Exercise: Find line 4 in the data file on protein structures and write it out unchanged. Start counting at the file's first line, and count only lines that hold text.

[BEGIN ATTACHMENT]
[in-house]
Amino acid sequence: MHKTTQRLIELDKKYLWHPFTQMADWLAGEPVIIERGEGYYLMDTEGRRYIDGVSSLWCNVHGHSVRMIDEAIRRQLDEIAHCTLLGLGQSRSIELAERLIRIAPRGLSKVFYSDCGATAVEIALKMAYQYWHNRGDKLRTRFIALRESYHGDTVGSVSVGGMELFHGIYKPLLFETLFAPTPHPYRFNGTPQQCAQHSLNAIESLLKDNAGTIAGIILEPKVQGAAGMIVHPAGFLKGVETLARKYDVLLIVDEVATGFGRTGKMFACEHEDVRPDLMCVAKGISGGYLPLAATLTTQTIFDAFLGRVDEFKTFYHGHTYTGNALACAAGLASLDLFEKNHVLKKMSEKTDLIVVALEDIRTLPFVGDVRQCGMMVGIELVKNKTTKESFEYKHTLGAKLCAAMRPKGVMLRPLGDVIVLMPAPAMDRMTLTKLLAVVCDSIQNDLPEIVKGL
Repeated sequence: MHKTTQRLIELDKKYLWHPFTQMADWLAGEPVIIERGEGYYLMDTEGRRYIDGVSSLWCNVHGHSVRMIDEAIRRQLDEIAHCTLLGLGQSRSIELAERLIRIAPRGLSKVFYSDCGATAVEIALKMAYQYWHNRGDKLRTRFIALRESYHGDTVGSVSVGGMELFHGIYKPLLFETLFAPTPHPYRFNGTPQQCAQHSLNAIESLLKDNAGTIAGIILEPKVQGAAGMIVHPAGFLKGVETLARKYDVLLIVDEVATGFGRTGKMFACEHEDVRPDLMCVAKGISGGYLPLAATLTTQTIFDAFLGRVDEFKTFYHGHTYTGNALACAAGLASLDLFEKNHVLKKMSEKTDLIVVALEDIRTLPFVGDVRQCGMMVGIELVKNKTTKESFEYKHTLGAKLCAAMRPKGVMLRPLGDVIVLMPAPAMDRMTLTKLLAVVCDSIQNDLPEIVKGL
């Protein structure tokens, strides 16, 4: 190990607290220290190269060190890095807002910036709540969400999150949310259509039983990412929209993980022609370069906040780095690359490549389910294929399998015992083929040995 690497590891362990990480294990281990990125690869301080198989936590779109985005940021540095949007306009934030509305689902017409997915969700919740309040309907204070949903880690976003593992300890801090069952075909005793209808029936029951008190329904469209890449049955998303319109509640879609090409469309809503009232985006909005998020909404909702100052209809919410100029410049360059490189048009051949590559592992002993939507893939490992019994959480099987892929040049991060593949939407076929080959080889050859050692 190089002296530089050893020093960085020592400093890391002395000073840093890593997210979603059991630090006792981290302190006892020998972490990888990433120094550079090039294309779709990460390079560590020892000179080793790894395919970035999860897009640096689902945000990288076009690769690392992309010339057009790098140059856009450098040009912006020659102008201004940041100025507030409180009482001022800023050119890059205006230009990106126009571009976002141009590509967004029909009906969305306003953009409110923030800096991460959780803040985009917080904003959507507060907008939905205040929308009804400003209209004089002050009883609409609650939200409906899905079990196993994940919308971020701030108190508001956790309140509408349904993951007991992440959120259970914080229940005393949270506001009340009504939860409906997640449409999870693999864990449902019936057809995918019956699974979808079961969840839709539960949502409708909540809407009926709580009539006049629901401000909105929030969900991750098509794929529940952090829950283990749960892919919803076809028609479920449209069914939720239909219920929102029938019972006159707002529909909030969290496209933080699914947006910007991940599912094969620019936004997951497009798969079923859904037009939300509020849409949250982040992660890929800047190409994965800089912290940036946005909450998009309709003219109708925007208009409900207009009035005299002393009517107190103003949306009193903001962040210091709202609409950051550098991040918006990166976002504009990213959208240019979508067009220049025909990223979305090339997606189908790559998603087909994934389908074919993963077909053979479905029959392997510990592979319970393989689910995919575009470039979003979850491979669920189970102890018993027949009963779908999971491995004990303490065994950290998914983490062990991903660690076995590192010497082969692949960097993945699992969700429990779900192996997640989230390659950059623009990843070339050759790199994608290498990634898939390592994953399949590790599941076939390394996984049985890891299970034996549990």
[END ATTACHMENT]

């Protein structure tokens, strides 16, 4: 190990607290220290190269060190890095807002910036709540969400999150949310259509039983990412929209993980022609370069906040780095690359490549389910294929399998015992083929040995 690497590891362990990480294990281990990125690869301080198989936590779109985005940021540095949007306009934030509305689902017409997915969700919740309040309907204070949903880690976003593992300890801090069952075909005793209808029936029951008190329904469209890449049955998303319109509640879609090409469309809503009232985006909005998020909404909702100052209809919410100029410049360059490189048009051949590559592992002993939507893939490992019994959480099987892929040049991060593949939407076929080959080889050859050692 190089002296530089050893020093960085020592400093890391002395000073840093890593997210979603059991630090006792981290302190006892020998972490990888990433120094550079090039294309779709990460390079560590020892000179080793790894395919970035999860897009640096689902945000990288076009690769690392992309010339057009790098140059856009450098040009912006020659102008201004940041100025507030409180009482001022800023050119890059205006230009990106126009571009976002141009590509967004029909009906969305306003953009409110923030800096991460959780803040985009917080904003959507507060907008939905205040929308009804400003209209004089002050009883609409609650939200409906899905079990196993994940919308971020701030108190508001956790309140509408349904993951007991992440959120259970914080229940005393949270506001009340009504939860409906997640449409999870693999864990449902019936057809995918019956699974979808079961969840839709539960949502409708909540809407009926709580009539006049629901401000909105929030969900991750098509794929529940952090829950283990749960892919919803076809028609479920449209069914939720239909219920929102029938019972006159707002529909909030969290496209933080699914947006910007991940599912094969620019936004997951497009798969079923859904037009939300509020849409949250982040992660890929800047190409994965800089912290940036946005909450998009309709003219109708925007208009409900207009009035005299002393009517107190103003949306009193903001962040210091709202609409950051550098991040918006990166976002504009990213959208240019979508067009220049025909990223979305090339997606189908790559998603087909994934389908074919993963077909053979479905029959392997510990592979319970393989689910995919575009470039979003979850491979669920189970102890018993027949009963779908999971491995004990303490065994950290998914983490062990991903660690076995590192010497082969692949960097993945699992969700429990779900192996997640989230390659950059623009990843070339050759790199994608290498990634898939390592994953399949590790599941076939390394996984049985890891299970034996549990």